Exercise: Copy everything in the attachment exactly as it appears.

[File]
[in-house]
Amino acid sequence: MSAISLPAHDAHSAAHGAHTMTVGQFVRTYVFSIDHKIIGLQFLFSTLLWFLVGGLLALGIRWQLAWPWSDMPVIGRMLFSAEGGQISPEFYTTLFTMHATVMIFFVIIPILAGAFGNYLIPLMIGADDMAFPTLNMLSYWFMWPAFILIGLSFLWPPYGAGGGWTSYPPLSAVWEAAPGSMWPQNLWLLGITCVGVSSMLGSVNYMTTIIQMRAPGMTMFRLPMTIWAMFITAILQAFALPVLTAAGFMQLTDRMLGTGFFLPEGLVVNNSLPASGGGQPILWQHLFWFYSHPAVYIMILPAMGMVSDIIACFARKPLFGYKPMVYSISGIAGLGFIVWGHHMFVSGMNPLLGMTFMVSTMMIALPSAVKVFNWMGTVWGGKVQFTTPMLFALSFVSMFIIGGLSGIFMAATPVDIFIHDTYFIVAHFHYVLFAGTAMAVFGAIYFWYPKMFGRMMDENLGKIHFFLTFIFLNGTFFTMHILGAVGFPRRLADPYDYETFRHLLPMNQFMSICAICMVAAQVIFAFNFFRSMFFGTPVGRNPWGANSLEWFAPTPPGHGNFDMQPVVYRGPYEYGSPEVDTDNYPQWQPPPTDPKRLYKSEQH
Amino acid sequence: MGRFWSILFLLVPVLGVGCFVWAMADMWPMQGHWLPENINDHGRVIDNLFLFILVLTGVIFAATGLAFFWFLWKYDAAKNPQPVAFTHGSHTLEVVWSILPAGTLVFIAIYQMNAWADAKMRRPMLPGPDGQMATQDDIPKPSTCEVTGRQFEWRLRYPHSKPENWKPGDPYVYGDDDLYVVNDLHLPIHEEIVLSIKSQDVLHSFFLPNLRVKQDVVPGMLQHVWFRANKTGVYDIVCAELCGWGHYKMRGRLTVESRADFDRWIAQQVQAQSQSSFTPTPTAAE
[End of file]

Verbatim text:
[in-house]
Amino acid sequence: MSAISLPAHDAHSAAHGAHTMTVGQFVRTYVFSIDHKIIGLQFLFSTLLWFLVGGLLALGIRWQLAWPWSDMPVIGRMLFSAEGGQISPEFYTTLFTMHATVMIFFVIIPILAGAFGNYLIPLMIGADDMAFPTLNMLSYWFMWPAFILIGLSFLWPPYGAGGGWTSYPPLSAVWEAAPGSMWPQNLWLLGITCVGVSSMLGSVNYMTTIIQMRAPGMTMFRLPMTIWAMFITAILQAFALPVLTAAGFMQLTDRMLGTGFFLPEGLVVNNSLPASGGGQPILWQHLFWFYSHPAVYIMILPAMGMVSDIIACFARKPLFGYKPMVYSISGIAGLGFIVWGHHMFVSGMNPLLGMTFMVSTMMIALPSAVKVFNWMGTVWGGKVQFTTPMLFALSFVSMFIIGGLSGIFMAATPVDIFIHDTYFIVAHFHYVLFAGTAMAVFGAIYFWYPKMFGRMMDENLGKIHFFLTFIFLNGTFFTMHILGAVGFPRRLADPYDYETFRHLLPMNQFMSICAICMVAAQVIFAFNFFRSMFFGTPVGRNPWGANSLEWFAPTPPGHGNFDMQPVVYRGPYEYGSPEVDTDNYPQWQPPPTDPKRLYKSEQH
Amino acid sequence: MGRFWSILFLLVPVLGVGCFVWAMADMWPMQGHWLPENINDHGRVIDNLFLFILVLTGVIFAATGLAFFWFLWKYDAAKNPQPVAFTHGSHTLEVVWSILPAGTLVFIAIYQMNAWADAKMRRPMLPGPDGQMATQDDIPKPSTCEVTGRQFEWRLRYPHSKPENWKPGDPYVYGDDDLYVVNDLHLPIHEEIVLSIKSQDVLHSFFLPNLRVKQDVVPGMLQHVWFRANKTGVYDIVCAELCGWGHYKMRGRLTVESRADFDRWIAQQVQAQSQSSFTPTPTAAE